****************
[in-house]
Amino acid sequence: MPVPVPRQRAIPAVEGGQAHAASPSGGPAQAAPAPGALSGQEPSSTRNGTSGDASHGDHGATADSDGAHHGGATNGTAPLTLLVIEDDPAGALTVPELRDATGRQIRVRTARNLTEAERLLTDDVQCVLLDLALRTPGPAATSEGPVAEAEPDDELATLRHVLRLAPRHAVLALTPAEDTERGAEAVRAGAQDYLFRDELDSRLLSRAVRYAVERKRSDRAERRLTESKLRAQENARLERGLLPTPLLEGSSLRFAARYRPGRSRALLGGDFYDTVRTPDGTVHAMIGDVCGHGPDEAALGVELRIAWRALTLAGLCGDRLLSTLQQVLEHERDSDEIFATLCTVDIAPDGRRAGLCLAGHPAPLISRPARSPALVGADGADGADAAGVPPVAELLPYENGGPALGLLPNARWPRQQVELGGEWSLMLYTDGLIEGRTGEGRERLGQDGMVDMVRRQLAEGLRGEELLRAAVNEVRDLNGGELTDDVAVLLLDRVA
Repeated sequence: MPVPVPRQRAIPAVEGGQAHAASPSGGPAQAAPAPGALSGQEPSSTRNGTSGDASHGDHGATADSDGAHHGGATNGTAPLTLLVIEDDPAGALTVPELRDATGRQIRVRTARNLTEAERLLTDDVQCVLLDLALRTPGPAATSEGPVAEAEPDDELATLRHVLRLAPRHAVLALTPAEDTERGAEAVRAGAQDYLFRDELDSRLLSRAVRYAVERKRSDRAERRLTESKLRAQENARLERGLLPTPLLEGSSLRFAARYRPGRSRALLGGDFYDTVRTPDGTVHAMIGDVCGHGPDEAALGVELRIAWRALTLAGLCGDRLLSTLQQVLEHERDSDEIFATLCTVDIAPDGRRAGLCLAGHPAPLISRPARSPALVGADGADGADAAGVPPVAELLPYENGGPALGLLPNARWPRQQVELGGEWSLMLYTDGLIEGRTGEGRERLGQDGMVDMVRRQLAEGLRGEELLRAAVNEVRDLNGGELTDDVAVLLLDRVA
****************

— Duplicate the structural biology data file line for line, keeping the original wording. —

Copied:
[in-house]
Amino acid sequence: MPVPVPRQRAIPAVEGGQAHAASPSGGPAQAAPAPGALSGQEPSSTRNGTSGDASHGDHGATADSDGAHHGGATNGTAPLTLLVIEDDPAGALTVPELRDATGRQIRVRTARNLTEAERLLTDDVQCVLLDLALRTPGPAATSEGPVAEAEPDDELATLRHVLRLAPRHAVLALTPAEDTERGAEAVRAGAQDYLFRDELDSRLLSRAVRYAVERKRSDRAERRLTESKLRAQENARLERGLLPTPLLEGSSLRFAARYRPGRSRALLGGDFYDTVRTPDGTVHAMIGDVCGHGPDEAALGVELRIAWRALTLAGLCGDRLLSTLQQVLEHERDSDEIFATLCTVDIAPDGRRAGLCLAGHPAPLISRPARSPALVGADGADGADAAGVPPVAELLPYENGGPALGLLPNARWPRQQVELGGEWSLMLYTDGLIEGRTGEGRERLGQDGMVDMVRRQLAEGLRGEELLRAAVNEVRDLNGGELTDDVAVLLLDRVA
Repeated sequence: MPVPVPRQRAIPAVEGGQAHAASPSGGPAQAAPAPGALSGQEPSSTRNGTSGDASHGDHGATADSDGAHHGGATNGTAPLTLLVIEDDPAGALTVPELRDATGRQIRVRTARNLTEAERLLTDDVQCVLLDLALRTPGPAATSEGPVAEAEPDDELATLRHVLRLAPRHAVLALTPAEDTERGAEAVRAGAQDYLFRDELDSRLLSRAVRYAVERKRSDRAERRLTESKLRAQENARLERGLLPTPLLEGSSLRFAARYRPGRSRALLGGDFYDTVRTPDGTVHAMIGDVCGHGPDEAALGVELRIAWRALTLAGLCGDRLLSTLQQVLEHERDSDEIFATLCTVDIAPDGRRAGLCLAGHPAPLISRPARSPALVGADGADGADAAGVPPVAELLPYENGGPALGLLPNARWPRQQVELGGEWSLMLYTDGLIEGRTGEGRERLGQDGMVDMVRRQLAEGLRGEELLRAAVNEVRDLNGGELTDDVAVLLLDRVA